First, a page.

Medicare is broke. One health care “reform” idea has been to expand its age eligibility, which obviously would add to the program’s cost. People’s health care costs tend to rise steadily as they age, so the group just under typical Medicare eligibility at age 65 is fairly expensive. This report examined the effect on private health insurance of moving older workers and their older family members to Medicare. (KFF Report) Note that currently Medicare is always a secondary payer when someone has private insurance, so not sure if the authors are assuming this changes. If not and the worker continues to have access to their employer’s health plan, shouldn’t be much effect on Medicare or the employer. The researchers find that lowering Medicare eligibility age to 60 would lower employer health plan spending by 15%. Lowering it to 55, would reduce spending by 30% and to age 50 by 43%. Those figures assume that everyone switched from the employer plan to Medicare. Total health spending might also decline because Medicare sets the rates it pays providers and they are substantially lower than the rates typically paid by employer health plans. Health care providers claim they lose money on Medicare, which is dubious, but if a lot of their business switches to Medicare, there will likely be substantial political pressure from providers to increase Medicare payments. And they would likely raise their rates even more to the remaining private health plan business. Not the smartest idea in the world to muck around with a program that is already broke. And more government in anything usually means inefficiency and poorer quality.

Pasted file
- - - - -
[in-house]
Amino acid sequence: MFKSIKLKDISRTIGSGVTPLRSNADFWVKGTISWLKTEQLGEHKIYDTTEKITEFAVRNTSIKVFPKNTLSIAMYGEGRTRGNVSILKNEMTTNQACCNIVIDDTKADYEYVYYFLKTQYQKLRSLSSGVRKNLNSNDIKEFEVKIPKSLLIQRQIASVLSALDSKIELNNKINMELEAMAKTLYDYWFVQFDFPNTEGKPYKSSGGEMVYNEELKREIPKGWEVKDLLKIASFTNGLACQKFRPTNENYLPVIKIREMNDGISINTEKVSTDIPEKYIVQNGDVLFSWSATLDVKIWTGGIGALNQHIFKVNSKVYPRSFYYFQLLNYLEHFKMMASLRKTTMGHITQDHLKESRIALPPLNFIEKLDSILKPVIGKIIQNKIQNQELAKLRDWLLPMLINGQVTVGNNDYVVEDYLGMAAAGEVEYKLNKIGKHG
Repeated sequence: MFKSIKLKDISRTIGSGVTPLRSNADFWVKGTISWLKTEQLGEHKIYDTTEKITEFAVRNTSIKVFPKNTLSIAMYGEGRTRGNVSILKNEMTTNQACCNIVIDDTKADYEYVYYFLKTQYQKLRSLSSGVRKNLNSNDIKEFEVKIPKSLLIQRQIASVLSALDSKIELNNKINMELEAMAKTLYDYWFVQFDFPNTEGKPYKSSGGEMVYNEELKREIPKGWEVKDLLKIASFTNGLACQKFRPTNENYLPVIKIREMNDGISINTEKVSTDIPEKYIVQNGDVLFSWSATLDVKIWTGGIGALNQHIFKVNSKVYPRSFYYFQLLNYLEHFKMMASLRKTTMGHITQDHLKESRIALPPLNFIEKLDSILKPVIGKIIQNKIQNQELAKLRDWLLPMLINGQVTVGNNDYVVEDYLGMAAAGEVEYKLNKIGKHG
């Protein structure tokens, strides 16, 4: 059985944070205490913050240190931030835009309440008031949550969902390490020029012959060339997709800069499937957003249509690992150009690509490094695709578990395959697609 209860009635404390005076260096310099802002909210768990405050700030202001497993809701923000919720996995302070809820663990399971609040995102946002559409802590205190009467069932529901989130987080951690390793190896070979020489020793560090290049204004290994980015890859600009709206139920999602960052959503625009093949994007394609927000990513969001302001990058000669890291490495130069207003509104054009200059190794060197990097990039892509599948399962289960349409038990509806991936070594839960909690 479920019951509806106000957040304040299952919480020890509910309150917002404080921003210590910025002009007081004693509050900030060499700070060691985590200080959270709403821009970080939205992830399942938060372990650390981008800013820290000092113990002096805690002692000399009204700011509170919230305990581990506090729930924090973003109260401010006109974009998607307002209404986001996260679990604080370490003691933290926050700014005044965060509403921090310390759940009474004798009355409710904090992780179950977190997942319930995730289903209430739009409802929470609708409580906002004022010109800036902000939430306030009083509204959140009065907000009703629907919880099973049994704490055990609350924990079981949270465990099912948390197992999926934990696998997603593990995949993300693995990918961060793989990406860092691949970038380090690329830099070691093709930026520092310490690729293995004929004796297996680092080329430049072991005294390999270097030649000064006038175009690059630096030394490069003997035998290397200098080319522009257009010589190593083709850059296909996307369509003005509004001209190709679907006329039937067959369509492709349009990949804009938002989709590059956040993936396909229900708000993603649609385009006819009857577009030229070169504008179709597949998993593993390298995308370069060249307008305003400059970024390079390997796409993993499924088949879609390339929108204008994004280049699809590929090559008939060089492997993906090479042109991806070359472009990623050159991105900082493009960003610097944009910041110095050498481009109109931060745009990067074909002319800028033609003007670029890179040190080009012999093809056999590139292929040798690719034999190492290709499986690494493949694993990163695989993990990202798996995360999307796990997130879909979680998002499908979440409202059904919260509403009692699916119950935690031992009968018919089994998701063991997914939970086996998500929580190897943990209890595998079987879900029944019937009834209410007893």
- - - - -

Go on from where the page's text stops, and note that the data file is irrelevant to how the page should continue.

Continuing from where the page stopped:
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About this Blog
The Healthy Skeptic is a website about the health care system, and is written by Kevin Roche, who has many years of experience working in the health industry. Mr. Roche is available to assist health care companies through consulting arrangements through Roche Consulting, LLC and may be reached at [email protected].
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